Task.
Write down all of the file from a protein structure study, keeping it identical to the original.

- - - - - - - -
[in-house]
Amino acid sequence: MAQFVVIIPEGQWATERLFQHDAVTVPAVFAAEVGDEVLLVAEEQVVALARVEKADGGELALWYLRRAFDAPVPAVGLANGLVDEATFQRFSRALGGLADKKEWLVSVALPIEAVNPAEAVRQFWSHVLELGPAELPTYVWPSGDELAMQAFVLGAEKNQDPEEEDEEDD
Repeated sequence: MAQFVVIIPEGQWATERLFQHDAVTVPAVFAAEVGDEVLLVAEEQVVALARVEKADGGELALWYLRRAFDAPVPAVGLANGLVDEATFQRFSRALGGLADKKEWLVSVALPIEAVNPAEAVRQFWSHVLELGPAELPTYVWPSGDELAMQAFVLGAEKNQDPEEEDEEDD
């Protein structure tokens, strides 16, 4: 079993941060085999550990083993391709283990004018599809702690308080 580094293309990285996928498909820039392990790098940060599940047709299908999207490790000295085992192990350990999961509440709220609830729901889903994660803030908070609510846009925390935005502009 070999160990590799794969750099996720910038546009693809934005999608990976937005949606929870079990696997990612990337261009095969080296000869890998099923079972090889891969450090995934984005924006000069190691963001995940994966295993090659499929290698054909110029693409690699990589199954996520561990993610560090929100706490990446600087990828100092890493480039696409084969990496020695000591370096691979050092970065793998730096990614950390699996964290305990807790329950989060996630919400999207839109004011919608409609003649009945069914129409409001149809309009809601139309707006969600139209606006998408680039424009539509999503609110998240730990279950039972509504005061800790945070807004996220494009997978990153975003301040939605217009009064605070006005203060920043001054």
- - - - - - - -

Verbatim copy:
[in-house]
Amino acid sequence: MAQFVVIIPEGQWATERLFQHDAVTVPAVFAAEVGDEVLLVAEEQVVALARVEKADGGELALWYLRRAFDAPVPAVGLANGLVDEATFQRFSRALGGLADKKEWLVSVALPIEAVNPAEAVRQFWSHVLELGPAELPTYVWPSGDELAMQAFVLGAEKNQDPEEEDEEDD
Repeated sequence: MAQFVVIIPEGQWATERLFQHDAVTVPAVFAAEVGDEVLLVAEEQVVALARVEKADGGELALWYLRRAFDAPVPAVGLANGLVDEATFQRFSRALGGLADKKEWLVSVALPIEAVNPAEAVRQFWSHVLELGPAELPTYVWPSGDELAMQAFVLGAEKNQDPEEEDEEDD
């Protein structure tokens, strides 16, 4: 079993941060085999550990083993391709283990004018599809702690308080 580094293309990285996928498909820039392990790098940060599940047709299908999207490790000295085992192990350990999961509440709220609830729901889903994660803030908070609510846009925390935005502009 070999160990590799794969750099996720910038546009693809934005999608990976937005949606929870079990696997990612990337261009095969080296000869890998099923079972090889891969450090995934984005924006000069190691963001995940994966295993090659499929290698054909110029693409690699990589199954996520561990993610560090929100706490990446600087990828100092890493480039696409084969990496020695000591370096691979050092970065793998730096990614950390699996964290305990807790329950989060996630919400999207839109004011919608409609003649009945069914129409409001149809309009809601139309707006969600139209606006998408680039424009539509999503609110998240730990279950039972509504005061800790945070807004996220494009997978990153975003301040939605217009009064605070006005203060920043001054």